Paul Kecskemeti papers Edit


11 MWalb02744


  • 1939-1956 (Creation)


  • 4 Boxes (Whole)
    4 boxes


  • Scope and Contents

    This collection contains materials related to the life and work of Paul Kecskemeti (1901-1980). Document types include notes, correspondence, memoranda, and drafts of publications, including materials related to publications by and about German Sociologist, Karl Mannheim (brother-in-law of Kecskemeti). Paul Kecskemeti was a Hungarian philosopher and political scientist. He came to the United States in 1940, and served as a Regional Analyst in the U.S. Office of War Information from 1942-1945, and in the War Department from 1946-1948. Later, he became a founding member of the RAND Corporation in the position of Senior Research Associate, during which time he authored numerous publications. Finally, Kecskemeti served as a Visiting Professor in the Department of Sociology at Brandeis from 1966-1967, after which he was regularly invited back to replace permanent faculty members who were taking leave. Source: "Paul Kecskemeti (1901-1980)," by Gordon Fellman, ASA Footnotes, August 1981 (Volume 9, Number 6)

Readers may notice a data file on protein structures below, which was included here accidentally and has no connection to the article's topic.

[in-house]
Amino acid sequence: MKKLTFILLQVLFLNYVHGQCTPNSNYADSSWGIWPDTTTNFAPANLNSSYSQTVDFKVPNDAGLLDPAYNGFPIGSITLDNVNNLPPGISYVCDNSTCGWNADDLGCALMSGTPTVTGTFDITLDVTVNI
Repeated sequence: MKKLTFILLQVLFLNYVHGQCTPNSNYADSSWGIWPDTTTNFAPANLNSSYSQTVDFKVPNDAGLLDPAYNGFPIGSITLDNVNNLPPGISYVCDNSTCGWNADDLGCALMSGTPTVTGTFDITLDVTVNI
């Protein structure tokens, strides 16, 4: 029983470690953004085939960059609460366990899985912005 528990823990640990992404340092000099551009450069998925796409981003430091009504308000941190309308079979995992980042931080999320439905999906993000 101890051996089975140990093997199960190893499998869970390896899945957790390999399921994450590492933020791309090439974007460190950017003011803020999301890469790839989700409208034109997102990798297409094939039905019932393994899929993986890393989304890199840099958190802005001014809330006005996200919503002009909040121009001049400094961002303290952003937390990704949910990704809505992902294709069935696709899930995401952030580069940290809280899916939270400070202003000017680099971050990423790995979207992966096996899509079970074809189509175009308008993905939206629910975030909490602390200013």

• Arrangement

    There is no discernable arrangement noted for this collection.

  • Conditions Governing Access

    This collection has not yet been reviewed for access and may contain restricted materials. Please contact the University Archives & Special Collections in advance to request access.

  • Conditions Governing Use

    Requests to reproduce or publish material from the collection should be directed to the Robert D. Farber University Archives & Special Collections Department, Brandeis University.

  • Processing Information

    Collection was maintained in the order in which it was received by the archives.

  • Custodial History

    As this was an early donation, the provenance of this collection is somewhat unclear. Paul Kecskemeti willed his papers to Brandeis University upon his death in 1980. The transfer of the materials in this collection to the Brandeis Library was facilitated by Professor Martin Rein of M.I.T and a Professor Gans, sometime around 1981-1984.